On this one we see that they use more material that makes me think that they took a lot from Big Daddy Kane on this album as they use the "Impeach The President" break, and with it they attempt to show that they are able to ride it just as well as any others (as innovators of the whole Rap scene as it was by this point). However I really can't say that they were successful when you see what they do with it lyrically.
10. "Don't Stop"
Another track that apparently takes on a lot of the kind of thing that Teddy Riley, Bobby Brown and Heavy D brought to the Hip Hop and R&B scene during the late eighties, here we have a track that has them showing that they can handle the speedy stuff with a smooth R&B hook in order to compete with other big names in the game and I felt that it sounded like more failed attempts for them to do it.
11. "Groove To The Sound"
Here we have them seemingly trying to direct us to "Beats To The Rhyme" on this one they come with a track, which has them coming off all the high-tempo-ed beats and back on the kind of things that have much more of a underground feel to it. However, when you consider just how deep the commercial sound of the act was by this time, it just sounded as though they were going over the top with it all.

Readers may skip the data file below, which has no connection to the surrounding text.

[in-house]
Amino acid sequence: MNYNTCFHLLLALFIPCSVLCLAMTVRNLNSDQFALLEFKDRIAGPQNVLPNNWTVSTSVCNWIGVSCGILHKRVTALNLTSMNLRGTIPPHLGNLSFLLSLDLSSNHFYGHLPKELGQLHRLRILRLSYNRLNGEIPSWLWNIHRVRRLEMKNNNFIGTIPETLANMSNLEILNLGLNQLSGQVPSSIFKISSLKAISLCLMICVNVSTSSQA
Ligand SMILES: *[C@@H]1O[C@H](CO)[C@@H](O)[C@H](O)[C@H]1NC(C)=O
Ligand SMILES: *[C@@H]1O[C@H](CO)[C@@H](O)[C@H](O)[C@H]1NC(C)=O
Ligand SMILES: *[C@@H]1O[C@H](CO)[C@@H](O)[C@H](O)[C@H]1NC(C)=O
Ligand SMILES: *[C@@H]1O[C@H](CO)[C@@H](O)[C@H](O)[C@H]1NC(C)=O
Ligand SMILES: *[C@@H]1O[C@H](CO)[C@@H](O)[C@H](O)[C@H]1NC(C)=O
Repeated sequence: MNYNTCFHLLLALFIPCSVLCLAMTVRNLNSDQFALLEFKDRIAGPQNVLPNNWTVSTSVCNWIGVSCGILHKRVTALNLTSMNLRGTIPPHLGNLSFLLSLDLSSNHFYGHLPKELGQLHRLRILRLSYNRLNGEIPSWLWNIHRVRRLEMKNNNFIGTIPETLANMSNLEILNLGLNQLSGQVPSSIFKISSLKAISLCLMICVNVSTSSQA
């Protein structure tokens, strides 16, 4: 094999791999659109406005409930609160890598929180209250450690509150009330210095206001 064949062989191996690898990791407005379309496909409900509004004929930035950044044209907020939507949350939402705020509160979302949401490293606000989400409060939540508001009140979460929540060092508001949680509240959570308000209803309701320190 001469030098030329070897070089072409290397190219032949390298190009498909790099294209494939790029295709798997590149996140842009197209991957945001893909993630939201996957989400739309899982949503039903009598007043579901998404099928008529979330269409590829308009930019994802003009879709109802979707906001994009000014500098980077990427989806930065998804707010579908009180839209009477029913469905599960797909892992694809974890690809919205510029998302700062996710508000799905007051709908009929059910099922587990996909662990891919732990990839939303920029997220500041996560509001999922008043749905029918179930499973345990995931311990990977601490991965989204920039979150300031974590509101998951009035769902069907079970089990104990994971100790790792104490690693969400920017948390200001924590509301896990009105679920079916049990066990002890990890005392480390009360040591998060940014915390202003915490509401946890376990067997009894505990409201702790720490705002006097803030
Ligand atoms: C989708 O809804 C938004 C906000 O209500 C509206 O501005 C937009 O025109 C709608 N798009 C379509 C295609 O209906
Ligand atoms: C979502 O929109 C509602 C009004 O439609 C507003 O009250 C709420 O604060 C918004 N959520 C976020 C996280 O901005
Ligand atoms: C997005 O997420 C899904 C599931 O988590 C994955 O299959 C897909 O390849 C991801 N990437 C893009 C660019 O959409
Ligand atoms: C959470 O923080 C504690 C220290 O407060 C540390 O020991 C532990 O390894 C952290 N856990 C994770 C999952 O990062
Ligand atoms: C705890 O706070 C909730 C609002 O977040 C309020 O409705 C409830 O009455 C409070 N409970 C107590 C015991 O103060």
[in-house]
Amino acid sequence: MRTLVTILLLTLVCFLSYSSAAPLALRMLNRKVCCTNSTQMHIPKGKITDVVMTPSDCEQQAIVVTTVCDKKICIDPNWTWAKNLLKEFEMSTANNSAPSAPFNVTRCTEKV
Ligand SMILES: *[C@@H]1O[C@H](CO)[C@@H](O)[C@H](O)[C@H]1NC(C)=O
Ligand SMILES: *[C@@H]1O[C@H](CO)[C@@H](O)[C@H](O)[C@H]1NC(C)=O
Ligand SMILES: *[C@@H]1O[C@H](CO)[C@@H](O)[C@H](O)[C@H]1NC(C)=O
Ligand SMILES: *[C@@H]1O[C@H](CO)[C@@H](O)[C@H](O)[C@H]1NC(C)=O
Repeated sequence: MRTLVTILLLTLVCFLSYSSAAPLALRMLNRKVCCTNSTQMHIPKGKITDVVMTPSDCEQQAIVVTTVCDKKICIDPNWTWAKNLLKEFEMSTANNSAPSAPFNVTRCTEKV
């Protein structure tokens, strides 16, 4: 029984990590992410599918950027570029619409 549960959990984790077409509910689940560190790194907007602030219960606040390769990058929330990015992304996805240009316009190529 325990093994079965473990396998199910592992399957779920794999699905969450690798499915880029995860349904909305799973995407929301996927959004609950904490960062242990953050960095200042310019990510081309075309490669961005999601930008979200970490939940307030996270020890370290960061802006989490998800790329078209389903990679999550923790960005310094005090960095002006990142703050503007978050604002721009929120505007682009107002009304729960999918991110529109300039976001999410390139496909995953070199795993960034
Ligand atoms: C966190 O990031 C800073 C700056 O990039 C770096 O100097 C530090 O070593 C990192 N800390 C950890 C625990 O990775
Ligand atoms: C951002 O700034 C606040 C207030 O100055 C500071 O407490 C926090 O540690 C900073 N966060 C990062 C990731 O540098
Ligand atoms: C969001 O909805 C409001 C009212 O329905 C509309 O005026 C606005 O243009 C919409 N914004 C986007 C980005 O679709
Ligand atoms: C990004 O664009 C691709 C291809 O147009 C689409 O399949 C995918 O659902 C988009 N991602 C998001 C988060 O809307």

12. "P Upon A Tree" (Lude)
For this one we see that we have Run coming off a wasteful interlude where they show more of their Reggae influence (not that it went too well the first time around) as he shows that he's got what it takes to compete with other storytellers. Unfortunately this is far from the case and it has him showing how outdated his style is and how it can't stand up during this time when so many fresh acts came up.